What is a Balanced Singing Voice?

Welcome, Lovely Singers to my blog – Everything Singing! What IS a balanced singing voice? A balanced singing voice can be achieved when the singers breath, vocal fold closure, extrinsic muscles, as well as the tongue and larynx, are all coordinating together in a way where they are only assisting the outcome of the product. What does this mean?
The breath is one of the most important factors to achieving a balanced voice. The true breath comes from the diaphragm and controls the amount of power or gentleness (dynamics) we create in “our sound”. And it is also the tool we use to control where and how we create pitch (this I will discuss in a later blog). By knowing how to control where the breath is going we can begin to understand how pitch and perfect pitch is created. And we can only achieve a balanced singing voice by having this part of our instrument mastered (I will also discuss pitch and dynamics relating to breath in future articles).
The vocal fold closure, or otherwise referred to as adduction of the vocal cords, is how we create tone. The more adduction our vocal folds have to each other the more clear and resonating the pitch will sound. The less adduction our vocal folds have with each other the “breathier” the tone will sound. But didn’t I just state that breath is one of the most important factors a singer has to achieving a balanced voice? So then isn’t a “breathier” sound better? I did. Breathy and breath are to VERY different elements in singing. Singers and musicians use the term “breathy” when we are describing the amount of air passing through the vocal folds as it is creating the tone. The less the cords adduct, close, the “breathier” the tone sounds (meaning there is less tone to the sound) because the cords are not quite vibrating up against each other and in turn making it difficult to maintain a clear sound. Vocal fold closure is an extremely important part to maintaining and achieving a balanced singing voice and can only be strengthened through exercise and practice.
Lastly, our extrinsic muscles, tongue and larynx. The extrinsic muscles refer to all the exterior muscles on the neck, the tongue is one of the strongest muscles in the body and the larynx is the hollow muscular organ forming an air passage to the lungs and holding the vocal cords in humans and other mammals; the voice box. Once these areas of the neck and mouth can be controlled separately and taught to relax at all times (speech level/the way we are able to control and relax them while we are speaking) while the singer is singing, no matter how high the pitch, then the singer will truly live and be able to sing with a balanced voice.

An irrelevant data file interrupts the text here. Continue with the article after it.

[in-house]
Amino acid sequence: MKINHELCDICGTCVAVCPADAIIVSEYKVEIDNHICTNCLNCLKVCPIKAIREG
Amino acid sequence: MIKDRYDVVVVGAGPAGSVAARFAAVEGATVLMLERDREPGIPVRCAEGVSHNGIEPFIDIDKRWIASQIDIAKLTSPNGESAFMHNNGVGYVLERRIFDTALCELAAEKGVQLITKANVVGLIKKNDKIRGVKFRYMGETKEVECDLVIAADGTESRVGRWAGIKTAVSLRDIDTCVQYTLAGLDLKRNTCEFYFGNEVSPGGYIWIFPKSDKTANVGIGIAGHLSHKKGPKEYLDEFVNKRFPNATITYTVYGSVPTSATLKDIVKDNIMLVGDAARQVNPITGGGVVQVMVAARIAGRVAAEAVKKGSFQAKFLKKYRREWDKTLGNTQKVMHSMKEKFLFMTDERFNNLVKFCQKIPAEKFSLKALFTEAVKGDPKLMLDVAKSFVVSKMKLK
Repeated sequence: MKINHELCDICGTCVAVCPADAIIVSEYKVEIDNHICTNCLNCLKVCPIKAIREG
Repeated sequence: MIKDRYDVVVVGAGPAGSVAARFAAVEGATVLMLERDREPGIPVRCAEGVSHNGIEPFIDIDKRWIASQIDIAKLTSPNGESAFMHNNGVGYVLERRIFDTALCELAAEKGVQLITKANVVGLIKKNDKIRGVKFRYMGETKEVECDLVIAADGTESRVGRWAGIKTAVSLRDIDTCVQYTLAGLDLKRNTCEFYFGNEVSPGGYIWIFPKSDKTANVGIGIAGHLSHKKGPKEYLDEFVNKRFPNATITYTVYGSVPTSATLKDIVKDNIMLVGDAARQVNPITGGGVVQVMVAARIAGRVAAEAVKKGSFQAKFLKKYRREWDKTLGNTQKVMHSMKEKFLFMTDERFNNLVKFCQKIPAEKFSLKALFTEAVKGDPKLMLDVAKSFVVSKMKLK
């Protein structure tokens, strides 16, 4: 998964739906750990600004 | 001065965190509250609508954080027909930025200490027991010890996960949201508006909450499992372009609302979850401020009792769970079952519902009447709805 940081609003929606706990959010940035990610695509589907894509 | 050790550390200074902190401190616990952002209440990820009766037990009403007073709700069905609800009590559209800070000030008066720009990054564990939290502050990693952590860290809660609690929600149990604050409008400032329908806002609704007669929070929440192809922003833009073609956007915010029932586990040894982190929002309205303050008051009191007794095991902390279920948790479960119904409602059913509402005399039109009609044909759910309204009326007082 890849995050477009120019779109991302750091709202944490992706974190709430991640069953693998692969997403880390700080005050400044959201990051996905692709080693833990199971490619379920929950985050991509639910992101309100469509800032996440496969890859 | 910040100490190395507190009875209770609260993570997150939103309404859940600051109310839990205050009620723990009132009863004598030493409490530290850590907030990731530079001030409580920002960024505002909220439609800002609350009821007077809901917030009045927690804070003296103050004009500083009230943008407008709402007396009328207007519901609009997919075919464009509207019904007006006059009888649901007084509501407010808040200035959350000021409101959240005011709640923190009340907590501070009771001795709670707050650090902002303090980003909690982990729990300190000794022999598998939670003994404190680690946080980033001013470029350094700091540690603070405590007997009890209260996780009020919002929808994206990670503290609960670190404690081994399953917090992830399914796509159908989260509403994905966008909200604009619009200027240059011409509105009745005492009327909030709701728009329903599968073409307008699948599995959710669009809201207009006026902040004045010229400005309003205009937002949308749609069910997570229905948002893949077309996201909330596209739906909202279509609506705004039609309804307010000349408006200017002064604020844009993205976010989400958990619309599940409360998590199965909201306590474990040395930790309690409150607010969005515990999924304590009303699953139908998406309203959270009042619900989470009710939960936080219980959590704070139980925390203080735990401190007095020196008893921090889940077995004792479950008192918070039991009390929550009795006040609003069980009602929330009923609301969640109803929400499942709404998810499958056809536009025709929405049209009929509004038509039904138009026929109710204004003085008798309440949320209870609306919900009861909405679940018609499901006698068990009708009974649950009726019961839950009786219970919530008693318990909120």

LOTS of stuff, right?! I know it seems intimidating. Who would have known singing was so technical and specific??? It just is. Our bodies are being used as an instrument like all human made instruments. The difference between the human instrument, the voice, and a human made instrument (piano, guitar, flute, etc) is; we, the human, are the ones in charge of maintaining a tuned instrument – placement, breath, relaxed larynx and tongue, tone – not some machine. It is our body, by sensation and ear, telling us what pitch we are on. It definitely takes a lot of hard work and dedication to become a great singer with a balanced instrument. And a great coach will be able to separate all of these tools you have and teach you how to do them on a consistent basis, AND consciously be aware of what and how you’re achieving this on your own.
STAY POSITIVE!!! You CAN achieve your dreams and the voice you have always wanted! Its just going to take some dedication, patience and practice on your part. Get that balanced singing voice you have always wanted!!!
Till next time!

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